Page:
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Ken Ehrlich

Ken Ehrlich is an artist and writer based in Los Angeles. His work on political struggles, history and the built environment has been presented at The Orange County Museum of Art, LACMA, The Hammer Museum, and Museo Carillo Gil, among many others. He is the editor of Art, Architecture, Pedagogy: Experiments in Learning and co-editor of the Surface Tension book series published by Errant Bodies Press. He teaches in the School of Critical Studies at California Institute of the Arts (CalArts) and in the Department of Art at U.C. Riverside.

"The Twang of Melancholic Masculinity: Vulnerability and Pathos in Honky Tonk"
Growing up in northern New Mexico, I encountered honky tonk, classic country and tex mex blasting out of truck windows and in high school gyms, usually at a distance. It was music that drifted across the peculiar class and racial dynamics of those touristy landscapes so saturated with narratives of conquest, redemption and the sublime. Was honky tonk settler music? To whom did it belong? This was not music that played in my own home and it ended up as the ambient soundtrack to my childhood and teen years, often as subject of derision and even mockery. For many years, my own standard teenage response to the often asked question of what kind of music do you like was “everything but country.” Only much later did I come to appreciate the sound in all of its complexity.

The sound of honky tonk as it appears in the canon of country music displays what I want to call a melancholic masculinity in ballads and tragic tunes, displaying forms of vulnerability that seem distinct from the cliched image of the macho, hard drinking cowboy image sometimes associated with the genre. This softer side of masculine performance is less a distinction than the flip side of the same coin, fleshing out narratives of men desperately in need. Yearning for possession - of women, property and money and of things ineffable (control of their own feelings perhaps), the melancholy sounds of the country ballads are consistent with settler colonial goals and logic: namely, the right and deliverance of all things to the white men who seek them out.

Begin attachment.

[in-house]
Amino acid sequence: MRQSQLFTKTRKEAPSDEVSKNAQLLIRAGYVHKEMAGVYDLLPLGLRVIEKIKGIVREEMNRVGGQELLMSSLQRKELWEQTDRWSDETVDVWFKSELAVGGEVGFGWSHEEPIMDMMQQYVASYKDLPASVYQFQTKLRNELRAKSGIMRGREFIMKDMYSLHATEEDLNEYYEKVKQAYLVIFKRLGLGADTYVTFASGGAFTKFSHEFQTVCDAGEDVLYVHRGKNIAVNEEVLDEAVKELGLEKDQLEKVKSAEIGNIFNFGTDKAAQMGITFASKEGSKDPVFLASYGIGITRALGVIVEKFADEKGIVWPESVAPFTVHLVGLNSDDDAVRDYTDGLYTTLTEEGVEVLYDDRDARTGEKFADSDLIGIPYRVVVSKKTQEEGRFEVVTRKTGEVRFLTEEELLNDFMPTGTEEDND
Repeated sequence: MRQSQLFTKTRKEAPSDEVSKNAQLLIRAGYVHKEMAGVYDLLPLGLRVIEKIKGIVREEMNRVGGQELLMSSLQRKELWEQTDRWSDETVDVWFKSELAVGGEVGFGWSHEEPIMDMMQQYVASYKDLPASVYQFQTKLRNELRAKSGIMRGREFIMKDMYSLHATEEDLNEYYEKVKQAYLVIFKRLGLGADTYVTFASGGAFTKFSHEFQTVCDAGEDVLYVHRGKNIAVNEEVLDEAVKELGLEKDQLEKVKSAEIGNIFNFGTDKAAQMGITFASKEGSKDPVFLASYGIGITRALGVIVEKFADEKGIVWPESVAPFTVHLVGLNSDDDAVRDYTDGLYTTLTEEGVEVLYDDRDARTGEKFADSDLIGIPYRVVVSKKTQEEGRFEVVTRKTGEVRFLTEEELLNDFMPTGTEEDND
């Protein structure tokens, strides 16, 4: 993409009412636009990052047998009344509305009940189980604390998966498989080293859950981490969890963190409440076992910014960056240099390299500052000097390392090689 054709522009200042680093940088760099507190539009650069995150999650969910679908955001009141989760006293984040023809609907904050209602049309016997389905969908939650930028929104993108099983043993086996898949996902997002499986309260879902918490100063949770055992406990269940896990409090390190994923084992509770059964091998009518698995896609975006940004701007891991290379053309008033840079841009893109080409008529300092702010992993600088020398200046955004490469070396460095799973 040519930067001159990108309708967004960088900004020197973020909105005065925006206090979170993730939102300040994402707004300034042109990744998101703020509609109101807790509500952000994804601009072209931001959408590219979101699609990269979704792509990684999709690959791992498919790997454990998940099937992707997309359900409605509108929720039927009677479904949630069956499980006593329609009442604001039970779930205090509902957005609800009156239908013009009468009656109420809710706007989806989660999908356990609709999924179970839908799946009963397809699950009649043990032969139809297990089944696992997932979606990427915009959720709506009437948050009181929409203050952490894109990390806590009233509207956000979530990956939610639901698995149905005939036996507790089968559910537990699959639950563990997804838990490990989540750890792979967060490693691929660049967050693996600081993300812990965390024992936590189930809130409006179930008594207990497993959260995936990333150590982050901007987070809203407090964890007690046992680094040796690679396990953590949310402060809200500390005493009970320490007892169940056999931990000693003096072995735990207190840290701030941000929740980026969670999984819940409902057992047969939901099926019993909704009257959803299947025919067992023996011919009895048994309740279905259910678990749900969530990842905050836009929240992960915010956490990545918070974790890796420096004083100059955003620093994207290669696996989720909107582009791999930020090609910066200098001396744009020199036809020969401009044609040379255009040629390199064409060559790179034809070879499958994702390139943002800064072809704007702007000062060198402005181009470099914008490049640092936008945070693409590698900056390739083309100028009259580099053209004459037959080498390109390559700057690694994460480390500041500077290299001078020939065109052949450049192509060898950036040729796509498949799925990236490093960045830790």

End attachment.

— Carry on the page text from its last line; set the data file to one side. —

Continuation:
Writing about the masculine subject as figured in honky tonk, I also want to complicate the men that appear in these songs by thinking about the site of the border in the music of Flaco Jimenez, Glen Campbell, Willie Nelson and Merle Haggard. How do the notions of exile and diaspora construct forms of idealized masculine identity? How does the landscape function as a metaphor of longing and despair? Does the honky tonk sound re-produce forms of yearning that are both anchored to and that depart from easily identifiable forms of masculinity?

My Speakers Sessions

Friday, April 27

5:45pm PDT